Anthony Hopkins as Hannibal Lecter in 'The Silence of the Lambs' (1991)
20th Century Fox Home Entertainment

In 1992, The Silence of the Lambs made a clean sweep of the “Big Five” categories: Best Picture, Best Director for Jonathan Demme, Best Actor for Sir Anthony Hopkins, Best Actress for Jodie Foster, and Best Adapted Screenplay for Ted Tally. Although The Silence of the Lambs isn’t a direct sequel to Michael Mann’s 1986 film Manhunter, it’s based on the sequel novel to author Thomas Harris’s Red Dragon, on which Manhunter was based. It also features the character Hannibal Lecter in a major role, who was played by Brian Cox in Manhunter—before Hopkins made the role his own. Got that?

6. The Godfather: Part III (1990)

Though it’s often considered the far inferior film in The Godfather trilogy, The Godfather: Part III received seven Academy Award nominations in 1991, including Best Picture and Best Director for Francis Ford Coppola. Ultimately, it lost to Kevin Costner’s Dances with Wolves, making it the only installment in The Godfather Saga not to win a Best Picture Oscar.

7. The Godfather: Part II (1974)

Al Pacino in 'The Godfather: Part II' (1974)
Paramount Pictures

In 1975, The Godfather: Part II became the first sequel in Oscar history to win the Academy Award for Best Picture. It won the coveted award two years after the original film was named Best Picture. The sequel was nominated for a total of 11 Oscars, with three separate nominations in the Best Supporting Actor category alone: one for Michael Vincenzo Gazzo (who played Frankie Pentangeli) and Lee Strasberg (as Hyman Roth), and one for Robert De Niro, who took home the statuette for playing the younger version of Vito Corleone.

8. The Bells of St. Mary's (1945)

Though it lost Best Picture to Billy Wilder’s The Lost Weekend at the 1946 Oscars, The Bells of St. Mary’s is the first movie sequel to be nominated for the Academy’s biggest prize. The film is a sequel to Leo McCarey’s previous film, 1944’s Going My Way, which won the Oscar for Best Picture a year earlier. While Going My Way and The Bells of St. Mary’s feature different stories and casts, Bing Crosby stars in both movies as Father Chuck O'Malley.

An earlier version of this article ran in 2016.

Hasbro Is Releasing a Stranger Things-Themed Dungeons & Dragons Starter Kit

The Demogorgon is coming, and only you can stop it. You can now join Eleven, Mike, Dustin, Lucas, and Will in the Upside Down when you play the new Stranger Things-themed Dungeons & Dragons game, spotted by Geek Tyrant. Hasbro and Wizards of the Coast have taken a classic board game and revamped it for fans of the original, as well as younger Stranger Things viewers who might not have played the game before.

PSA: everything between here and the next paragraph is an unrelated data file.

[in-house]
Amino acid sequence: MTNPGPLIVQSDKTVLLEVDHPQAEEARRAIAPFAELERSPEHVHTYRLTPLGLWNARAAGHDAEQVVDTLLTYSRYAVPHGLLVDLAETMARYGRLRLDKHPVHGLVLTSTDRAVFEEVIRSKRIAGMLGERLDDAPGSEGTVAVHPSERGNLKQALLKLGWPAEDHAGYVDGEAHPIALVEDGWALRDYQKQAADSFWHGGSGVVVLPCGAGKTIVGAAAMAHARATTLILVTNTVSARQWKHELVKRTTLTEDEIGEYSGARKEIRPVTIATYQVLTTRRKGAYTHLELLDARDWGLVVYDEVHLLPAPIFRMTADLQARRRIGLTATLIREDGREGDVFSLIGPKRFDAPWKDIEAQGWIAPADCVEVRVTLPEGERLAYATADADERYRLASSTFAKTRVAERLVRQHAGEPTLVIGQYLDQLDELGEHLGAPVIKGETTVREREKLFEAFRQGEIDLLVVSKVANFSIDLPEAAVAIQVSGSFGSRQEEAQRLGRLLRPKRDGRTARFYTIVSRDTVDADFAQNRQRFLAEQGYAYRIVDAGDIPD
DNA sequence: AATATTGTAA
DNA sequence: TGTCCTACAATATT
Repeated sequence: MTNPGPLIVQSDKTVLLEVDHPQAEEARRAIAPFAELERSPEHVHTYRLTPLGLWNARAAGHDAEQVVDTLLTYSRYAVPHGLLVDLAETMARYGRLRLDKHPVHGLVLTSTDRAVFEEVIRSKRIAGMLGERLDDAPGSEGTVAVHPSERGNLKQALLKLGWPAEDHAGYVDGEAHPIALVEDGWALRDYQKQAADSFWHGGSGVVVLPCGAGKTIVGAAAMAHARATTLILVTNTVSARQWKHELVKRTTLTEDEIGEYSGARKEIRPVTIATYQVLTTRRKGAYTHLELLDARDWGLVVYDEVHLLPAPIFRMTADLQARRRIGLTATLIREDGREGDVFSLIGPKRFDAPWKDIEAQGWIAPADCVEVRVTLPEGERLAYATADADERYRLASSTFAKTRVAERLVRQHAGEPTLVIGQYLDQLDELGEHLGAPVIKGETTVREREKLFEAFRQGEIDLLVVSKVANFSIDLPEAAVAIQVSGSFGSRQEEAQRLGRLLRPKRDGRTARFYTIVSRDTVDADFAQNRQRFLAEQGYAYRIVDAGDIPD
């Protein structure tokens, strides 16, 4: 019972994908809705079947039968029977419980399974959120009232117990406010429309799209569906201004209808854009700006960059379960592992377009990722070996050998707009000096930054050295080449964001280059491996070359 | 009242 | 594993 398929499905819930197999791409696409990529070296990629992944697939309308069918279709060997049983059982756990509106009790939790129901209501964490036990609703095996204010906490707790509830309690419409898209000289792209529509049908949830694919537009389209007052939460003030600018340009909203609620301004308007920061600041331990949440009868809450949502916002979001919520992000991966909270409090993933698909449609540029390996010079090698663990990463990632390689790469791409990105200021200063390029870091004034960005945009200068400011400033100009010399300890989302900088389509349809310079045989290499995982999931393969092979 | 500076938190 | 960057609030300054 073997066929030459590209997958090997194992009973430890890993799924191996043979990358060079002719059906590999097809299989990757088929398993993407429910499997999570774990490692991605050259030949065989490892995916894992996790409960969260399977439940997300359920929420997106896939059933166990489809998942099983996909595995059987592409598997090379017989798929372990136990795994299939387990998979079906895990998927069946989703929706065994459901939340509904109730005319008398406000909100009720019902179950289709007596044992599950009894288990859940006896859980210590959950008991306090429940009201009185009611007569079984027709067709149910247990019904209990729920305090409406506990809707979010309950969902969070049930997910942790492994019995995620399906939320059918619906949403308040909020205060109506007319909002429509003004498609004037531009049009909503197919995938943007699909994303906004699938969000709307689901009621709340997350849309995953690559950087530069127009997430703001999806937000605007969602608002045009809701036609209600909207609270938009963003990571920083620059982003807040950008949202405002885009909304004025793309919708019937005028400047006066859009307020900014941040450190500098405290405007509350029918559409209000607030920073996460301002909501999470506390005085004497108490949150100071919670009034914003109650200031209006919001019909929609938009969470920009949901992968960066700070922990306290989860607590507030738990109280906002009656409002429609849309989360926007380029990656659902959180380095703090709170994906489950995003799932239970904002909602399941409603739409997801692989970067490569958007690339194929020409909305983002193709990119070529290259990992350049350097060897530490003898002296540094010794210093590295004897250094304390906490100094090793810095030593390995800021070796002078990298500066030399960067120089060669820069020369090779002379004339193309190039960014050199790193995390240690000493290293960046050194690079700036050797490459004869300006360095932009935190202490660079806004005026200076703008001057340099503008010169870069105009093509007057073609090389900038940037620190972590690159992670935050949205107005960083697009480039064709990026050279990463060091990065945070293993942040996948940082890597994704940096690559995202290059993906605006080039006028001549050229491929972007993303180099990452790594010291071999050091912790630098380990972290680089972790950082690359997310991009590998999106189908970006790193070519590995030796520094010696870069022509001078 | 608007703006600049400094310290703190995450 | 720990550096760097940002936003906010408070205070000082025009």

The starter set comes with an adventure book, character sheets, dice, two Demogorgon figurines (including one that can be painted and customized), and a detailed guide outlining how to play the game. Players will have the chance to choose between characters like Will the Wise and Dustin the Dwarf as they embark on a quest to find the Thessalhydra monster. Both the Thessalhydra and Demogorgon are creatures that actually appeared in the Dungeons & Dragons games of the ‘70s and ‘80s, but the new Hasbro game’s theme—titled "Hunt for the Thessalhydra"—is based on the adventure invented by Mike’s character in season 1 of Stranger Things.

“Get your fireballs ready as you investigate the mysterious castle and battle the ferocious Demogorgon,” Hasbro writes in its description of the game, which is suitable for people aged 14 and up. Packaged in a retro, worn-looking box, the game is now available on Amazon for $25.

In the meantime, fans are still anxiously awaiting the Netflix release of Stranger Things season 3 this Fourth of July. The new eight-episode season promises to be the "grossest" one yet, with plenty of ‘80s-inspired scares to go around (including the return of the Mind Flayer, or Shadow Monster).

[h/t Geek Tyrant]